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Our guide to choosing the right tumble dryer for you

General News

With an average lifespan of around eight to fourteen years, and a price tag that ranges from just over a £100 up to £2000, buying a brand new tumble dryer is an investment that requires some careful consideration.

From the brand to the energy rating, functions to the temperature settings – buying a tumble dryer involves making more decisions than you might expect.

And by taking the time to research the different options available before you buy, you can ensure that you invest in the tumble dryer that most suits your needs and your budget and makes for a smart investment both now and in the future.

See our complete range of tumble dryers – click here

Buying a tumble dryer

Before you even begin your search, it’s important to decide where in your home your new appliance is going to live.

If you’re replacing an old machine with a newer model, you’ll probably have a good idea of where you want your tumble dryer to be positioned. However, if you’re buying a tumble dryer for the first time, you’ll need to put a bit of thought into its location as this could affect the type of machine you buy.

For those planning to place the machine below a work surface, it’s clearly very important to measure the space first to ensure the appliance will fit in its allocated spot.

Vented, condenser or heat pump

The first decision you’ll have to make when buying a tumble dryer is whether to choose a vented machine, a condenser or a heat pump dryer.

Vented machines remove the moist air produced during the drying process and discharge it outside the home via a length of pipe. When fitting these kinds of tumble dryers, you can either have a permanent vent installed or simply hang the pipe through a nearby window. Normally cheaper to run than condenser dryers, vented machines are a more affordable option, though the fact that they need to be placed close to an exterior wall or window can make them impractical for some homes.

Condenser dryers remove the water from the damp air and separate it into a container. This container is then either emptied at the end of the cycle or the water is pumped out via the washing machine plumbing system where possible. As condenser dryers don’t need to be placed near a window or exterior wall, they are more suited to homes with a flexible layout or where the positioning of appliances is more limited.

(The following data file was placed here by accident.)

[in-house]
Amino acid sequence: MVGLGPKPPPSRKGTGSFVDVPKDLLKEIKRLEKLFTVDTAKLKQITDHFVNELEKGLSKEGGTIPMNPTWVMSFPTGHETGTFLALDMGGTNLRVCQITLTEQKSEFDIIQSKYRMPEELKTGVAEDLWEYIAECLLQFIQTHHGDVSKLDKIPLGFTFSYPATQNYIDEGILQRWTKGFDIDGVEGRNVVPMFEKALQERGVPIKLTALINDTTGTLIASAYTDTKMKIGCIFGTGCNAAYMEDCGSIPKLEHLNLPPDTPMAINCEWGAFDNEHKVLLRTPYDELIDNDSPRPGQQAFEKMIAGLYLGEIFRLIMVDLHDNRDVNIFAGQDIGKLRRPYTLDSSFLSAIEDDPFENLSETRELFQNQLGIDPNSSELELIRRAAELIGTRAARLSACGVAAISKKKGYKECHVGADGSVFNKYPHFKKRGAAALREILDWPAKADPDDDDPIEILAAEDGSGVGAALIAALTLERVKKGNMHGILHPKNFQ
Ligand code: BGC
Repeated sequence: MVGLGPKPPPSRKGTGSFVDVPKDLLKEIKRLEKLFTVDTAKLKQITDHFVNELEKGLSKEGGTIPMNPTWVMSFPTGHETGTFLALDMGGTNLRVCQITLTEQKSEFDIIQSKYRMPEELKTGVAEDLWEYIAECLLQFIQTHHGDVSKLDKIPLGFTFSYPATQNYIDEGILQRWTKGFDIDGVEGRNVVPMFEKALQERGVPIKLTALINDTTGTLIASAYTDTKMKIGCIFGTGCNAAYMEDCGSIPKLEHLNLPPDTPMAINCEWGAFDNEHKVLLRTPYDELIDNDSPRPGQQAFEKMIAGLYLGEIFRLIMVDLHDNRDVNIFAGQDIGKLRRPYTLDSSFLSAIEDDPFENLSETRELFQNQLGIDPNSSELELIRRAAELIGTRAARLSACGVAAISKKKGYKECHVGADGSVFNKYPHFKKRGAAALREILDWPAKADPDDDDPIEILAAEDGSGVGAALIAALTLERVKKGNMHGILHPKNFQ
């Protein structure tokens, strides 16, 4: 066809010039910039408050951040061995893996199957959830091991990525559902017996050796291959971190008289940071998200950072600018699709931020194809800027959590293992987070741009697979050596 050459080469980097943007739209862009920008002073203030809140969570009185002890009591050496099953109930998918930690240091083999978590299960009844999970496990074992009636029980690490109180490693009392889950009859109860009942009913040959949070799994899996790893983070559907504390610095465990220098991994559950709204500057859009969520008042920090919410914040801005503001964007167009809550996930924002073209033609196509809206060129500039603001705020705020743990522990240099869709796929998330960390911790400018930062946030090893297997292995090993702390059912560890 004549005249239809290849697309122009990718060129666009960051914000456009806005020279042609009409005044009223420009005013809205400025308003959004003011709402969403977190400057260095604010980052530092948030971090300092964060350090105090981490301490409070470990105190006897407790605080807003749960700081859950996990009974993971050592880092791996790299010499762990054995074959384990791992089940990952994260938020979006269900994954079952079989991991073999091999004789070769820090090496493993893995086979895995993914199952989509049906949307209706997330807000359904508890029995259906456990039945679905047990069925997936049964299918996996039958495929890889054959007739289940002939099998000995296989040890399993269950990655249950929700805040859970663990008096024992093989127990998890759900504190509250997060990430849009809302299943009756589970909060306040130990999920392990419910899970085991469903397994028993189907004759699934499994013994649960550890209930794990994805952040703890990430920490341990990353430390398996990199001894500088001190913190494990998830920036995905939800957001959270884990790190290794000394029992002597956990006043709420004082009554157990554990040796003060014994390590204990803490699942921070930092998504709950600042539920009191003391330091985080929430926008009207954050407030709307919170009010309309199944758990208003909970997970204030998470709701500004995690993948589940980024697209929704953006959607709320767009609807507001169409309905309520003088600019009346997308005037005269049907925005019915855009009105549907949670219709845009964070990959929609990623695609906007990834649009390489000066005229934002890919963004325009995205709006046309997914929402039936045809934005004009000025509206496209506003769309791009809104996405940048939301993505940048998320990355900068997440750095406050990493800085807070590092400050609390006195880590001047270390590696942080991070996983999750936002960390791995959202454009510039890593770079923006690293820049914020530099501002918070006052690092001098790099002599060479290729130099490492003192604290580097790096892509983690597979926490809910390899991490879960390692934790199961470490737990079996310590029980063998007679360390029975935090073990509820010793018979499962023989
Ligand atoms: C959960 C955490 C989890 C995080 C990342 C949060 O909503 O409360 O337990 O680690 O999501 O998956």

Heat pump dryers run on lower temperatures and therefore use less energy, making them cheaper to run and kinder on the environment. In general, heat pump tumble dryers are also gentler on your clothes and operate more quietly. Like condenser machines, heat pump dryers collect the water removed from your clothes in a separate container, allowing the machines to be placed anywhere in the home.


On average, the capacity of domestic tumble dryers ranges from a compact 3kg to a spacious 9kg, with most full size machines offering a capacity of 7-8kg.

When working out the size of machine that you require, bear in mind that each kilogram is roughly equivalent to a full outfit including underwear and socks. This should give you an idea of the capacity your household requires.

In general, larger machines are more energy efficient as the air can circulate more freely and the increased drum space allows clothes to move around more easily. Larger drums can also prevent clothes from becoming unnecessarily creased.

Energy rating

At the moment, heat pump tumble dryers are the most efficient on the market with energy ratings of up to A+++. By re-using the hot air from the dryer rather than letting it escape, heat pump dryers use up to 50% less energy, a significant improvement on older models and something that can reduce your household energy bills by up to £100 per year.

Vented dryers also come in energy efficient models, generally ranging up to an A rating. Condenser dryers are becoming more energy efficient to catch up with their vented or heat pump counterparts.

Functions and settings

Though tumble dryers have far fewer settings than washing machines, most will still have different temperature options for different types of fabric. Most full size machines will offer at least two temperature options, one for cottons and one for synthetics.

Some machines will also offer settings for specific types of fabrics and delicates, as well as offering users the option to stop the drying process before all the water has been extracted. This can help you to keep costs down and allows clothes to dry more naturally. Programs that aim to keep clothes from creasing are also common among good quality tumble dryers, with some machines able to continue spinning your clothes until the machine is emptied.

Consider all of the various options when buying a tumble dryer and this should make the entire process easier, less confusing and mean you’re more likely to find the right machine for you and your household. And, if you do your homework, you’ll have the peace of mind that you’ve made a sensible decision that should make family life that little bit easier leaving you with more time to enjoy the things you love the most.

Take a look at our range of tumble dryers from great brands like Bosch, Siemens, Miele and Panasonic. Click here.